Tornado Safety Tips

Tornado Safety Tips
Storms and other harsh weather conditions can be quite dangerous. Depending on their location, tornados can be a serious threat. In today’s post, we’ll explore a few basic tornado safety tips to help keep families safe.

Tornados don’t always follow a season. In fact, they often arrive suddenly, at any time of the year. According to the National Oceanic and Atmospheric Administration (NOAA), there were 1,174 tornadoes in the United States between January 1 and November 25, 2021.

Tornado Safety Begins with Proper Planning

As always, when we talk about storm safety, the first step is always preparation. Knowing how to deal with a potential danger is critical for staying out of harm’s way. Put simply, if a family is trying to research tornado safety as an actual twister is bearing down, it may already be too late. You must instead be prepared with the proper knowledge ahead of time.

To make matters worse, a tornado may not offer any warning. These twisters can strike suddenly, and often without warning. A tornado features a spinning funnel-shaped cloud, dark skies and an extremely loud roar of wind. To learn more about how to identify tornados, visit the official CDC page on the topic.

Setting up a safety plan is something that every family should do to prepare for emergencies. Before preparing the house, car or pool area… start with planning an evacuation route. If the worst happens, and the family needs to abandon their home, it is far better to know where everyone is going.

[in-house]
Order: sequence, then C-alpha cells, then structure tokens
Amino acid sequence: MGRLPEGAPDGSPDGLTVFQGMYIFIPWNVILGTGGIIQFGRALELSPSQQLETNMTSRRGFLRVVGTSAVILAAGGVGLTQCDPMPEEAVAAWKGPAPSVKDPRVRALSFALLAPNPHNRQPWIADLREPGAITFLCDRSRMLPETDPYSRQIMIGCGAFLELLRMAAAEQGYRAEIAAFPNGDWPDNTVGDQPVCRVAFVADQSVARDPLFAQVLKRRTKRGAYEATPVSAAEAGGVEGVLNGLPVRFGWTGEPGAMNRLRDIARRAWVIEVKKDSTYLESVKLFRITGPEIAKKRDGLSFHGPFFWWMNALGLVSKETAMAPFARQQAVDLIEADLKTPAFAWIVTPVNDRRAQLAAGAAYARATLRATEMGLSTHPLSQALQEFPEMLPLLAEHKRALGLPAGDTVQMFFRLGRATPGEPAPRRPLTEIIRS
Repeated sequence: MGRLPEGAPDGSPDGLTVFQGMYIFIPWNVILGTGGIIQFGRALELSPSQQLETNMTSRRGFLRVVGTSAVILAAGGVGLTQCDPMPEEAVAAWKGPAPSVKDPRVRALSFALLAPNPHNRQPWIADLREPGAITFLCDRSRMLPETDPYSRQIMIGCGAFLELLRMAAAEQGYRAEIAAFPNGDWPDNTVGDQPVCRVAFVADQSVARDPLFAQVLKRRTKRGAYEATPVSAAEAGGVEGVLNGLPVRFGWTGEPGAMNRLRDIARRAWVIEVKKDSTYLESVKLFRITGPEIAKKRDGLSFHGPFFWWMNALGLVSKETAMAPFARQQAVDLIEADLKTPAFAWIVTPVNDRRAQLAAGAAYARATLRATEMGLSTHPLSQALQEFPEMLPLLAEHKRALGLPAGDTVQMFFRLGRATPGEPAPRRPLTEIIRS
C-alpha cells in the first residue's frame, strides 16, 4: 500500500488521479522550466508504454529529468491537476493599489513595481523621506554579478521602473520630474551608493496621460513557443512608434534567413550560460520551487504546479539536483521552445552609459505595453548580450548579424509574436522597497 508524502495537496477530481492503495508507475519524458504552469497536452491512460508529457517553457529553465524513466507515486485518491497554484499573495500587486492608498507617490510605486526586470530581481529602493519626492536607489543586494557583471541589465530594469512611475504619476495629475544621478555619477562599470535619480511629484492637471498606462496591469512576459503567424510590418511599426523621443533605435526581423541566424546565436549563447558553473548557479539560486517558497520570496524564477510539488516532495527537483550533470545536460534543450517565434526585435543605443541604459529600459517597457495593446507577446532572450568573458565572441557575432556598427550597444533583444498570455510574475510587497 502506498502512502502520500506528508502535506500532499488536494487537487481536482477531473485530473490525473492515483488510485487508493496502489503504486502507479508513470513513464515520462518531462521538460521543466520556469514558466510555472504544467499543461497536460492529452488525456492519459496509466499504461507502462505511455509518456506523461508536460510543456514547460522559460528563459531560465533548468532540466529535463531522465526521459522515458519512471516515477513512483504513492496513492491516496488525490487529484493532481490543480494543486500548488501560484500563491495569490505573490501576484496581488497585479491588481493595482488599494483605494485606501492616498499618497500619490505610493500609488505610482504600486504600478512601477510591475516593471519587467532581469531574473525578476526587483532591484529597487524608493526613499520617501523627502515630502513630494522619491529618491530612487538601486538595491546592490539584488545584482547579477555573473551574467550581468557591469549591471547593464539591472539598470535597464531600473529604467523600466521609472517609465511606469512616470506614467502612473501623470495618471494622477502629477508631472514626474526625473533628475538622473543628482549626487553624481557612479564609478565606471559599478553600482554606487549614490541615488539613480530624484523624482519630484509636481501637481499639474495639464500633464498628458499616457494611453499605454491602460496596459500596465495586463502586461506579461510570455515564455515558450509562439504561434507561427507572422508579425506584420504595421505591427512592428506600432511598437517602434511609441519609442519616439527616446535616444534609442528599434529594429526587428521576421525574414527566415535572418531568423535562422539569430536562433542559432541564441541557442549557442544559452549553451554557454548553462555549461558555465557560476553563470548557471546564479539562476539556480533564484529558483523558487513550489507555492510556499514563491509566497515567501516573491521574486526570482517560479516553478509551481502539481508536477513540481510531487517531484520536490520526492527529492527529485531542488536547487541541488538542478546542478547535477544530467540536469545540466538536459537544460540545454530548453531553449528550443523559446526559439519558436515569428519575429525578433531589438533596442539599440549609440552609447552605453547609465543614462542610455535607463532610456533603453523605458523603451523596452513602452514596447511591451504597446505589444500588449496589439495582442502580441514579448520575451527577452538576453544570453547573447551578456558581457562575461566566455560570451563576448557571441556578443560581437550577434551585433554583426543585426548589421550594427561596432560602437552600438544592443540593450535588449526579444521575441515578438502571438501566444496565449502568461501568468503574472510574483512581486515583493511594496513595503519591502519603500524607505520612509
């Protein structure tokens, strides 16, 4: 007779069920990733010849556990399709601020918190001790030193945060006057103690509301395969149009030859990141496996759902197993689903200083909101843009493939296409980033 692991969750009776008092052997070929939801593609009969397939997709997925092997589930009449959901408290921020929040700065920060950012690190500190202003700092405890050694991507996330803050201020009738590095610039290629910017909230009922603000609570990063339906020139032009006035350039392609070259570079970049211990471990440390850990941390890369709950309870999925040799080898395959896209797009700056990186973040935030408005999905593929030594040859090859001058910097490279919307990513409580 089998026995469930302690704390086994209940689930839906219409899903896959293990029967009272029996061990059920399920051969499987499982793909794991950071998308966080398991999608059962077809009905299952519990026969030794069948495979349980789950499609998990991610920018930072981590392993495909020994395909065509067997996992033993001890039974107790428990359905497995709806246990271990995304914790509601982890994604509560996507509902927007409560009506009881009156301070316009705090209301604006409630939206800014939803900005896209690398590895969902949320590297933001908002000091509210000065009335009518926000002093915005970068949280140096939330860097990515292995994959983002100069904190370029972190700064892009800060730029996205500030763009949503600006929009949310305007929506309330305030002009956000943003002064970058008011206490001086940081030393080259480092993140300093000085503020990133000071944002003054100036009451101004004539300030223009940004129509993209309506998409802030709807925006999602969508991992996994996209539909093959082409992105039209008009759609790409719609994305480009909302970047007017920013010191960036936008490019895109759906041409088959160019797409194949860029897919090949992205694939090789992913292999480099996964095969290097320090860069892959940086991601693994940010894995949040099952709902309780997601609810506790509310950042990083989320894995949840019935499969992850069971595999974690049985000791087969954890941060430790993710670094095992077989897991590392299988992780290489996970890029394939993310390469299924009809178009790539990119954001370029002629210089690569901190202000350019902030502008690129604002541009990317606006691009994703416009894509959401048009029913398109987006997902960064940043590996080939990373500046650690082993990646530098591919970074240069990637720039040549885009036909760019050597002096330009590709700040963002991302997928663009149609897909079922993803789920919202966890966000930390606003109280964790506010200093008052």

Best Practices During a Tornado

Unfortunately, there are limits to preparation. A tornado is a unique type of dangerous weather condition that requires some specific safety precautions. The first, and most important, precaution is to stay indoors, if possible. This includes staying off the roads. If you do not have to drive during a tornado, you should avoid doing so.

No matter if you are on foot or in a vehicle, don’t count on outrunning a tornado. These storms are much faster and more deadly than many of us realize. It is not worth the risk. High winds, flying debris and falling heavy objects are serious dangers. Instead, the best option is to hunker down.  The sturdy walls of a solid building are the best security from the elements. Additionally, try to find a basement if possible. The lowest part of the building is usually the safest spot.

Seek Shelter

Pick a safe location, sign up for local government emergency text alerts and go over the steps as a family. In hectic situations, people can become separated. Just to be safe, both parents and children should practice running this evacuation route during calm weather.

Above all, don’t simply assume that you’ll be able to find a hotel in troubled times. When disaster strikes, hotels are often quickly filled. To avoid this, keep an eye on weather reports and book your room in advance. Of course, if you have family or friends outside of the affected area, plan with them as well. In a pinch, FEMA offers a helpful app to find a nearby shelter. When it comes to tornado safety, this app can be a life saver. Be sure to save it to your phone in advance, just in case it is needed.

Car Safety

As we said earlier, tornados can occur without warning. While a person shouldn’t plan to be in a car, it is very possible to find yourself trapped in a vehicle. In the event that you end up in this situation, and absolutely cannot find shelter, there is hope.

For tornado safety, try to either hunker down in your vehicle or find an outdoor area as low to the ground as possible. A ravine or ditch can be useful. While on the ground, cover your head and neck. Avoid hiding under bridges and highway overpasses. These can collapse or leave you exposed.

For further storm safety reading, take a look at the American Red Cross’s Safety Checklist.